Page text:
Johnson was 10-1 down the stretch with the Astros in 1998. His ERA was a Gibson-like 1.28. He helped Houston reach the postseason. Then he was gone, a free agent who signed with Arizona.

Castillo may not win 10 games for the M’s this year – the offense still has holes – but he will keep them in that many and more. And then he will be the guy who sets the tone in whatever postseason series they face. Plus, he will be back next year, as he will be still under contract.

Will the M’s make real history in 2022 and snap their two-decade long playoff drought? Will they do more than that? The future is still to be written. But last night was one game worth writing about. And remembering.


WSU: There is a term in Colton Clark’s practice report today we’ve rarely read over the years. He mentioned “a fourth-year sophomore.” Thanks pandemic. … His other story, on junior receiver Lincoln Victor, didn’t have to use such exotic terms. Both stories are well worth your time today. … So is this story from Greg Mason. Former coach Nick Rolovich has filed a claim against WSU for $25 million. No lawsuit over his firing as of yet though. … Elsewhere in the Pac-12 and college football, the big news this week is media related. Again. Fox has gobbled up the Big Ten, leaving scraps for CBS and NBC. ESPN was shunned by the nation’s second-best football conference. As Jon Wilner explains, that could be a good thing for the Pac-12’s survival hopes. … Practice rolled on at Washington. … The pads are coming out everywhere, which means full contact practice at Oregon and Oregon State. … The Beavers expect sellouts for every home game. There is a reason for that. … Colorado features one of the conference’s best running backs. … A lot of leadership is in place for Utah. … Now this is a new one. USC doesn’t want a NIL collective to help its players. At least the latest one. … UCLA has a new look on its defensive staff. … Two brothers will be a factor for Arizona State. … Arizona has a slasher on its defense.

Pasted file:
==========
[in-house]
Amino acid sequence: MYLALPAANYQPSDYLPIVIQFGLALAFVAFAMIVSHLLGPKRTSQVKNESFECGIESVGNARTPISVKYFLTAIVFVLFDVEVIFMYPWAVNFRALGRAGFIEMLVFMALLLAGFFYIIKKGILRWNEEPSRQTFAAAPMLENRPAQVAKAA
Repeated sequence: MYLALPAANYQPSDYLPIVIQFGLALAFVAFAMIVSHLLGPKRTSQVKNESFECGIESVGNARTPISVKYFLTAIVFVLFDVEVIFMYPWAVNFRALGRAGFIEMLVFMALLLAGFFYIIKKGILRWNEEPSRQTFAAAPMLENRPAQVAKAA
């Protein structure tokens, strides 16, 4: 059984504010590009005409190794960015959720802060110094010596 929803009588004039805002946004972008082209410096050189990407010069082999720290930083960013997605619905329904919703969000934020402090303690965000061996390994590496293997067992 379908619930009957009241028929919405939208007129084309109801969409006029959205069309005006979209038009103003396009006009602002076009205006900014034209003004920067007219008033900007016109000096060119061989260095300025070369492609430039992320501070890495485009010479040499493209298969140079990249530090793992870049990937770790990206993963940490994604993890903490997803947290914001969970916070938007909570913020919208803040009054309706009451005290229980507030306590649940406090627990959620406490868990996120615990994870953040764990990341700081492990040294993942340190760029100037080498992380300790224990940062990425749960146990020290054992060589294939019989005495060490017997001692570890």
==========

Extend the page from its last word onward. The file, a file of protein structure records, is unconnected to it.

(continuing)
EWU and Idaho: Around the Big Sky, Montana State is trying to determine its quarterback hierarchy. … Northern Colorado has a few players to watch. … Weber State is trying to answer at least a half-dozen questions.

Indians: Spokane went on the road, to Hillsboro, and opened the six-game series with a 10-4 victory. Dave Nichols has the game story, which also explains the Indians’ postseason hopes.

Track and field: Local junior results highlight the S-R’s latest youth sports notebook.

Tennis: We had our Serena Williams thoughts yesterday. Now someone who actually knows her, the Washington Post’s Sally Jenkins, has hers as well.

Mariners: Sam Haggerty has been a revelation, especially lately. He may be the M’s best hitter right now. … Mitch Haniger has returned and is swinging the bat well.

Seahawks: Injuries have begun to hit, costing the Hawks a cornerback. … Geno Smith is leading the quarterback race and will start the preseason opener. … Sorry to say, but Marshawn Lynch was cited for DUI in Las Vegas this week. … Another alum from the Super Bowl days, Richard Sherman, has been around camp.

Kraken: Seattle has made a key change to its coaching staff.

Storm: Seattle has been up and down lately. But the Storm were Sky high last night, sharing the ball at a record pace and defeating host Chicago 111-100.


• We made the ultimate sacrifice a fan can make last night. And we don’t even consider ourselves a fan. We sat for 12 innings, hardly moving, as the M’s and Yankees battled. Finally, we knew the game would not end if we didn’t do something. So we got out of the chair and headed upstairs. Got ready for bed. At first, we thought our sacrifice had helped New York. But the Yankees failed to score. The light went off. But our phone didn’t. We watched Luis Torrens’ game-winning single to right a bit late, but we saw it. Then we closed our eyes. Until later …